For every dollar spent on producing a major film, the studios have been spending 51-58 cents to release and market it in the United States and Canada.
Big studios behind Hollywood blockbusters put at least half and sometimes as much as twice their production budgets into grandiose marketing campaigns, and they handle all publicity. It must be nice, with the national TV ads, billboards, bus wraps, online contests, and corporate sponsorships… you just lay back and watch people flock to theatres.
On the other end, there’s the low-budget indie filmmaker out there trying to make some noise with a first feature length film. It’s their job to produce (maybe direct, too) then figure how to distribute and market the final product in order to make money back. Unlike a blockbuster, the distributor that picks up the film probably expects the indie filmmaker to do a good chunk of the marketing and publicity. These days you’re responsible for making your film and selling it too.
So what’s the message? Indie films, more so than blockbusters, should have a marketing and advertising budget that exceeds, doubles or even triples the production budget.
It’s okay if your budget won’t stretch across all major cities and media outlets. Focus in on your niche audience and target your marketing efforts. A smaller movie marketed heavily to a highly specific audience segment is called a nichebuster. (source: howstuffworks.com)
Who has $1,000,000 to market an indie film after making it for $1,000,000?Coming up with the first million is hard enough. The second million won’t come to fruition unless you make it a necessity. Production can begin once the first million is raised, so often times the marketing budget fundraising falls to the wayside. Adding a lackluster 10% to the production budget as a marketing line item is not a satisfactory replacement. It’s like building a house to sell and not telling anyone it exists or where it’s located. Nobody is going to buy your house, or your film. You need a strategy to reach an audience and make a profit. You also need partners, some great marketing ideas, and investor money.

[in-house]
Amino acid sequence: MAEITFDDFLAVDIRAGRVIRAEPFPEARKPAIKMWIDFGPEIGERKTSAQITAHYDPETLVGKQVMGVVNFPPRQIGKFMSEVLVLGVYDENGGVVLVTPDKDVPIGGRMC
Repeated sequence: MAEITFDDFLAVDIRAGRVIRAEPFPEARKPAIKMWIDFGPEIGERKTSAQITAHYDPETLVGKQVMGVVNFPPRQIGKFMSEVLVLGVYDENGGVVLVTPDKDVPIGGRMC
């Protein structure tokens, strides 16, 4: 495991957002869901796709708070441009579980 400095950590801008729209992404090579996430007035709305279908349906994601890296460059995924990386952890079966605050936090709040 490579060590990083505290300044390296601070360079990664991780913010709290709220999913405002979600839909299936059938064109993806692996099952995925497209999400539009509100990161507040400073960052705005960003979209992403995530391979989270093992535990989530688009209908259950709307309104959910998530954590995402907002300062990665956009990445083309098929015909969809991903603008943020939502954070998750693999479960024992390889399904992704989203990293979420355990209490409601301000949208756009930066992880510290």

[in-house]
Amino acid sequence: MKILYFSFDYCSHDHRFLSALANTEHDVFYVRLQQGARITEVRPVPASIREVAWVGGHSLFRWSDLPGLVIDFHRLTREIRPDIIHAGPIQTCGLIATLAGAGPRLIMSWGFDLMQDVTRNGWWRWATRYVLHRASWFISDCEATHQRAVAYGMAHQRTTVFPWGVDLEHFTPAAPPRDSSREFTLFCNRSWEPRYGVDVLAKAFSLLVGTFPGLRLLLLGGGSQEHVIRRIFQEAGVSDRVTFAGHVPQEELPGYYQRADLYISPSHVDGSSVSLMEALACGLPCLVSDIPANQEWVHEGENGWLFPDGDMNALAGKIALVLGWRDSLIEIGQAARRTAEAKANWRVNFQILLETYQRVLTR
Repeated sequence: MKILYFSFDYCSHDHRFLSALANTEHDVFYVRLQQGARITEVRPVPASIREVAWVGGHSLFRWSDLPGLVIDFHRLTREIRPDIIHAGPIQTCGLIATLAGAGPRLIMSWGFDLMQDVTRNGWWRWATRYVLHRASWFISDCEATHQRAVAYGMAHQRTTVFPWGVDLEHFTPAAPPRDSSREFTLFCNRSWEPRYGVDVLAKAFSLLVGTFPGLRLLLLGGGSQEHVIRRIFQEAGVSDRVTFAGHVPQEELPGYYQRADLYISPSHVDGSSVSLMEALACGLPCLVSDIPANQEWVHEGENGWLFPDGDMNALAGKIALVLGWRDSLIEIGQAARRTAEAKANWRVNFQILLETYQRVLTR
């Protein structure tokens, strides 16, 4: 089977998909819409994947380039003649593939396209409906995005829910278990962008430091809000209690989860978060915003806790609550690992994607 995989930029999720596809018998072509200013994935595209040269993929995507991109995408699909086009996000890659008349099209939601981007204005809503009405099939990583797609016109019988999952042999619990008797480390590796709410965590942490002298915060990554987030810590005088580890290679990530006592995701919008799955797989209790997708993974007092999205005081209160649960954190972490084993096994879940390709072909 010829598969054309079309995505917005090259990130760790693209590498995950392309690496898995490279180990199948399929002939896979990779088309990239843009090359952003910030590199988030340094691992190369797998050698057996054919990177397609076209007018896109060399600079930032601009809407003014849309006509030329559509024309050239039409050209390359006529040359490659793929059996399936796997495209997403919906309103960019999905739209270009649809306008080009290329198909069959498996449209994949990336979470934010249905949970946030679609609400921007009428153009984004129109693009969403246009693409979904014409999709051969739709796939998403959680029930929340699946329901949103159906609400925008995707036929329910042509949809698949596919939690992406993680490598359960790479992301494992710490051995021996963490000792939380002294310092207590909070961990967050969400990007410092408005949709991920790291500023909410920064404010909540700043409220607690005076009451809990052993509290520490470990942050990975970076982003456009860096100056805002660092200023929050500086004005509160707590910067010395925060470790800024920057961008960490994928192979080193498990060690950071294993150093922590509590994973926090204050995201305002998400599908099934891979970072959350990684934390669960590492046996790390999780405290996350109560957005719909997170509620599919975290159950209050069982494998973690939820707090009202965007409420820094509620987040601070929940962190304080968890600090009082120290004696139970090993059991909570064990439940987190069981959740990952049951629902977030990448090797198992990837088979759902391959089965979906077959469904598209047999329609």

There’s a major misconception that achieving distribution for indie films equals success.That’s not the case. Aside from the major studios and the handful of 2nd tier distributors worldwide, the rest are small companies often with minimal resources and no ability to recoup expenses. I’ve heard stories of small distributors picking up indie films, seizing all rights to the work, then pulling in a dismal return. Some approach the deal by telling the filmmaker it’s their responsibility to push sales. It leaves you wondering, “What do they bring to the table?”
Peter Broderick (film consultant) talks about the “New World” of indie film distribution that’s DIY (source:http://www.nytimes.com/2010/01/17/movies/17dargis.html). Profitable films will require a vast online community and innovative marketing to niche audiences, one friend and follower at a time. Here are some productive exercises to get you moving in the right direction:
1.Find a niche for your film
Decide who is going to watch your film. Even more importantly, find out who is going to become a fan, tell all their friends, and blast your film across the online social universe.
2. Research your audience’s behaviors and hobbies
Once you’ve established your niche(s), figure out what your target market watches on TV, what and where they eat, what products they buy, and what websites they frequent. How else are you going to know where to market the film?
My audience is… the techie couple that loves Apple products, surfs the web 2+ hours a day, loves ecommerce shopping and pays close attention to staying fit and eating healthy.
It’s a good start, but keep digging.
3. Specify a marketing budget
For our purposes, we’ll say it’s $1,000,000.
4. Figure out how people will buy/watch your film and how much it will cost
This is your conversion. Figure out how many conversions you’ll need at the projected cost to make your money back. Investors will want to see this. For example, how many iTunes purchases at $2.99 will you need to make $1,000,000 back at a 70/30 revenue share? Upwards of 478,000 downloads. Sounds pretty daunting, right? If you break that up between theatrical ticket sales, Netflix/Blockbuster rentals, and DVD sales, maybe the number becomes a little less intimidating.
5. Choose your channels, break down your spending
With so many options, you really have to focus on finding your niche audience and getting the most reach for your budget. Blogging and social media initiatives have the most potential for generating buzz for the smallest payout, but they take discipline, a lot of great content, interest from your followers, and time to grow. Other mass media options call for a large initial buy-in for a big swooping impact, but the results may be spotty and less focused on exact geography and niche audience. A TV campaign, for example, can hit a massive audience, but it’s typically the most expensive option, it’s not highly targeted, and not built to engage your audience in two way conversation. Here’s a short list of options (by no means all) to get you started:
Brand Marketing – Website. mobile website, mobile app